Jetsetters, foodies, cool kids – everyone who has been to Ms Gabriela Camara’s Contramar in Mexico City knows that it is one of the world’s great restaurants. The food, the vibe and the scene are totally unmatched, as is the excitement around the opening of her latest restaurant, Onda, in Los Angeles. Add to that the fact that Ms Camara’s partner in the endeavour is Ms Jessica Koslow – well-known as proprietor of the ultimate Angeleno café Sqirl – and you have a pretty good idea of what to expect: bright, fresh, full-flavoured LA-style food with a little Mexican gusto. We could not be more game. Onda is situated in one of the more beautiful new hotels in the world, the Santa Monica Proper, designed by Ms Kelly Wearstler and choc-a-bloc with tan leather DeSede sofas, delicious rugs, gauzy curtains and pottery by the great ceramicist Mr David Cressey.
Soho Warehouse rooftop. Photograph courtesy of Soho Warehouse
We happen to really love the design aesthetic of Soho House and in its new digs downtown, the somewhat industrial, decadent, nouveau-y vibe just hits the spot. In a stretch of town that has a few of our favourite restaurants – Bestia and Guerilla Tacos – and a hop, skip and jump from where many LA designers, including Mr Rhuigi Villaseñor of Rhude, are producing their wares, the new Soho Warehouse is nicely situated as a place to hole up in the middle of the day, or watch the sun set at the end of one.
The WeHo EDITION
The Deluxe King Room at The West Hollywood EDITION. Photograph courtesy of The West Hollywood EDITION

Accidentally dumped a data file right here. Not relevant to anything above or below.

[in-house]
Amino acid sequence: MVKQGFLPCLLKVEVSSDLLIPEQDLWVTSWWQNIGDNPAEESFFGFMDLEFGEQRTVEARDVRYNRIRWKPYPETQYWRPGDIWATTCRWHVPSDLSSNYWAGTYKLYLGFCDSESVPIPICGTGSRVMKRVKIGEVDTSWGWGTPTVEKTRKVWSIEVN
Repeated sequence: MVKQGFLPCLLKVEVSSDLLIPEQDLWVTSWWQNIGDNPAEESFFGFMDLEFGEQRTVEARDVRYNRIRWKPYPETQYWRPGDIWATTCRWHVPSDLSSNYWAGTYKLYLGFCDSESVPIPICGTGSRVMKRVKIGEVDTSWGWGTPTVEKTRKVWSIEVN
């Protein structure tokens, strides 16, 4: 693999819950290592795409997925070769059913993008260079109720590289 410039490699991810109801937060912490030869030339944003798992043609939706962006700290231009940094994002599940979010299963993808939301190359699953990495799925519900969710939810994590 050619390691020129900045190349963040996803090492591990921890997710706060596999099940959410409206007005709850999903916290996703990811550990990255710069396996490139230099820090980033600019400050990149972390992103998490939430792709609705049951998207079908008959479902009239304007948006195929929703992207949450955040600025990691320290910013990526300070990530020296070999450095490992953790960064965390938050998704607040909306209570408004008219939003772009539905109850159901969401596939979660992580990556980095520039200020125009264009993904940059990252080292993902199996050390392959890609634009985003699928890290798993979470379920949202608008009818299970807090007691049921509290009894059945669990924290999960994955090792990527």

The brand new West Hollywood EDITION has been all over Instagram since its opening, to no one’s surprise. Of course, Mr Ian Schrager, EDITION honcho and creator of Studio 54, knows how to throw a party, and the architect Mr John Pawson who designed the spot, across from the old Whisky-a-Go-Go, really did a number with all of the marble. The rooftop pool is beautiful, and presents one of those uncanny things that we love so much in Los Angeles: a new view of the skyline. There is probably no better place in the city right now to see and be seen.
Remedy Place lounge. Photograph by Ms Madeline Tolle, courtesy of Remedy Place
After all the partying, though, you’ll want to do as the Angelenos do and go hard on the self-care. Pack up all your serums and Erewhon smoothies and join Remedy Place, which bills itself as the world’s first wellness social club, and offers precisely the sort of treatments you’ll need the morning after. (They call them “rebalance antidotes” and involve hyperbaric chambers, the sauna and chiropractics, of course.) Dr Jonathan Leary, “LA’s first and only wellness concierge”, who began his practice working with Olympic athletes, founded Remedy as a place to restore balance for the rest of us schlubs. It’s also gorgeous. This wall of kentia palm by the pool just does it for us.
Arcana bookshop. Photograph by Mr Joshua White, courtesy of Arcana
If you can make it out to Culver City (and, do, because Lukshon and Father’s Office are awesome), Arcana bookstore in the old Helms bakery complex is one of the great bookstores in the world. It’s also a summons to a more sensual time, when we leafed through great big blocks of photography books, art books, architecture books, looking for we-knew-not-what, but always finding something incredible, something inspiring, something that we needed and held onto, other than our phones.